>>>>> "MV" == Michael Villalba <mjv@stripped> writes:
MV> Thanks, Fred. The delete job has been running for 21 hours
MV> at this point, and now rather simple queries on other tables hang
MV> (e.g. SELECT COUNT(*) FROM other_table WHERE index=some_value).
MV> I'll let it run overnight to see what happens, but I'm not hopeful.
This is a major issue for us as well. We have some tables that need
periodic cleaning of old data and it can take hours upon hours to do
that. What our workaround is, and it is IMHO, sub-optimal, is to use
the LIMIT feature of DELETE in MySQL, and issue the delete in a loop
until no more items are deleted. Something like this, in Perl:
my $sth = $dbh->prepare("DELETE LOW_PRIORITY FROM playlog $clause LIMIT ?");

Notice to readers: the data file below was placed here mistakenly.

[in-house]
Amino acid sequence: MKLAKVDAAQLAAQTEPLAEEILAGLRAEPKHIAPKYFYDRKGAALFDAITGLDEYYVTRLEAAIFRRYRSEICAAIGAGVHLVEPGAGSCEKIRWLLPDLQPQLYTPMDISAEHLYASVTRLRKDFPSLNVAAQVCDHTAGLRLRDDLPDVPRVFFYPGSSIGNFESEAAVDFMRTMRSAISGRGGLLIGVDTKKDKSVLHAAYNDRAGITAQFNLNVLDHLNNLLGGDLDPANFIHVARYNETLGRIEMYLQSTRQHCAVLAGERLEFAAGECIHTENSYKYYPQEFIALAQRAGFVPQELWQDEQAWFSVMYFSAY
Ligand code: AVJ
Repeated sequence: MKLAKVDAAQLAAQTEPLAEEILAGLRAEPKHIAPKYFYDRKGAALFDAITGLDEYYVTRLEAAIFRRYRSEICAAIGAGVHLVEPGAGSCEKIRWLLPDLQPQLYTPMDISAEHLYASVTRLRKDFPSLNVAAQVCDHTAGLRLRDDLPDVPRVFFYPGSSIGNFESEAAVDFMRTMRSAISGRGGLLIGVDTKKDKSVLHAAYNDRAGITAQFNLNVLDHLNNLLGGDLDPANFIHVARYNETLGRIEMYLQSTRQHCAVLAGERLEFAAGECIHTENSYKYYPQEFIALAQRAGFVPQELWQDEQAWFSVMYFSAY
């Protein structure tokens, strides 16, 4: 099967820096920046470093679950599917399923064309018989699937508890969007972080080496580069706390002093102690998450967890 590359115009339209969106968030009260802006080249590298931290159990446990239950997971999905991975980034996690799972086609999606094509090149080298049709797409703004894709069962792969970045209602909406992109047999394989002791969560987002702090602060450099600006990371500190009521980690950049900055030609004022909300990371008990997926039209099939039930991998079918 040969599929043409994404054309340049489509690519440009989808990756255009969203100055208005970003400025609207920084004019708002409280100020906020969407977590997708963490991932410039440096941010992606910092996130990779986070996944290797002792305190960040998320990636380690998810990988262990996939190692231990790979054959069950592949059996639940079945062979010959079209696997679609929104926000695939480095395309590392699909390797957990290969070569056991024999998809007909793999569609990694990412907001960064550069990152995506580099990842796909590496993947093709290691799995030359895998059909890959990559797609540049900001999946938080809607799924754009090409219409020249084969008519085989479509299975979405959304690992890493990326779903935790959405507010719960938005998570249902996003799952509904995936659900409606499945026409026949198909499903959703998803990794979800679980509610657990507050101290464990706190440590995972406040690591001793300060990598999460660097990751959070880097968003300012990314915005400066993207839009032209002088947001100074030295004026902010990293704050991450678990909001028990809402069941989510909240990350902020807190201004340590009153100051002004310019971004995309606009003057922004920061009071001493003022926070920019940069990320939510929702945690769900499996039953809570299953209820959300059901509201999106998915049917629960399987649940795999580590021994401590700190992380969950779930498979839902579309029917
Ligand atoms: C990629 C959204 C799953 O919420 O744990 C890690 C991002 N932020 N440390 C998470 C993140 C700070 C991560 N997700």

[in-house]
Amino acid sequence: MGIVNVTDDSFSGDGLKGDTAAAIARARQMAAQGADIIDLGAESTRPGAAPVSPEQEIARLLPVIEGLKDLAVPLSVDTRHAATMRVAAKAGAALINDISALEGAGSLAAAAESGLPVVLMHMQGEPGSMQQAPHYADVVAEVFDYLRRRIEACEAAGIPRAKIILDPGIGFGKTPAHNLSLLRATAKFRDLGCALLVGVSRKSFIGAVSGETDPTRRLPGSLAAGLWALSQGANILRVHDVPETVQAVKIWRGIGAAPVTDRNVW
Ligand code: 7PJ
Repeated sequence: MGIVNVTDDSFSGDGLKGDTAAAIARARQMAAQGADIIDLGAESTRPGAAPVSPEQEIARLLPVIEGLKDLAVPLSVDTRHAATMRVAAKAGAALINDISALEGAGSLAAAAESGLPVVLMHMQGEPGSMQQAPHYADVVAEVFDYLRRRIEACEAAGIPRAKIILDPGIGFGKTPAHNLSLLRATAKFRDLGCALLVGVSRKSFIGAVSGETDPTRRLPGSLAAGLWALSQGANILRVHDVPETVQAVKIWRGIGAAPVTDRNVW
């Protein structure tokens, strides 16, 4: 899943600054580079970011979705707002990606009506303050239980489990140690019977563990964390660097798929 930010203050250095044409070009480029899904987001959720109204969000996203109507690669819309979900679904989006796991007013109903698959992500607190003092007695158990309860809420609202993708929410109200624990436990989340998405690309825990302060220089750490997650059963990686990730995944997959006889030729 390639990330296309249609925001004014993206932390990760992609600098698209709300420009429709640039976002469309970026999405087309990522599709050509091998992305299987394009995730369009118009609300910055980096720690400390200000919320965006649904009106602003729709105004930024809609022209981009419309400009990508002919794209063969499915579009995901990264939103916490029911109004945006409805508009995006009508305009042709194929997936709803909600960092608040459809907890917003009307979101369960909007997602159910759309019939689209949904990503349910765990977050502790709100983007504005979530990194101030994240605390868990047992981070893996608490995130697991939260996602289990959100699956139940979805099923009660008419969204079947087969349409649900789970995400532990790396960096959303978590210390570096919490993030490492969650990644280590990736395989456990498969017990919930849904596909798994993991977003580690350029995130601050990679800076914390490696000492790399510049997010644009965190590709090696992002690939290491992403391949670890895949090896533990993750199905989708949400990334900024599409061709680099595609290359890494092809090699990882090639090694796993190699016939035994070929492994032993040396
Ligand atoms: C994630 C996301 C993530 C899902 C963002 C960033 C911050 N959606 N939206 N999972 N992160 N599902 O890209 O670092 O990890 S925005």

$sleeptime = 0;
print "Sleeping... $sleeptime seconds\n";
my $stime = time;
print scalar localtime $stime," (start delete)\n";
$affectedRows = $sth->rows();
my $etime = time;
print scalar localtime $etime,": ";
my $diff = $etime-$stime;
print "Deleted $affectedRows rows... $diff seconds\n";
# sleep half the time it took to delete, if longer than 30 seconds.
$sleeptime = $diff > 30 ? int($diff/2) : 1;
} until ($affectedRows < $limit);
Assuming $clause = 'WHERE .....' is your match for rows to delete,
this will delete things in batch size of $limit (I use 200 rows), and
sleep between the deletes to let other threads do their thing with not
too much delay.
Ideally, MySQL would allow the delete to be concurrent with other
Vivek Khera, Ph.D. Khera Communications, Inc.
Internet: khera@stripped Rockville, MD +1-240-453-8497
AIM: vivekkhera Y!: vivek_khera http://www.khera.org/~vivek/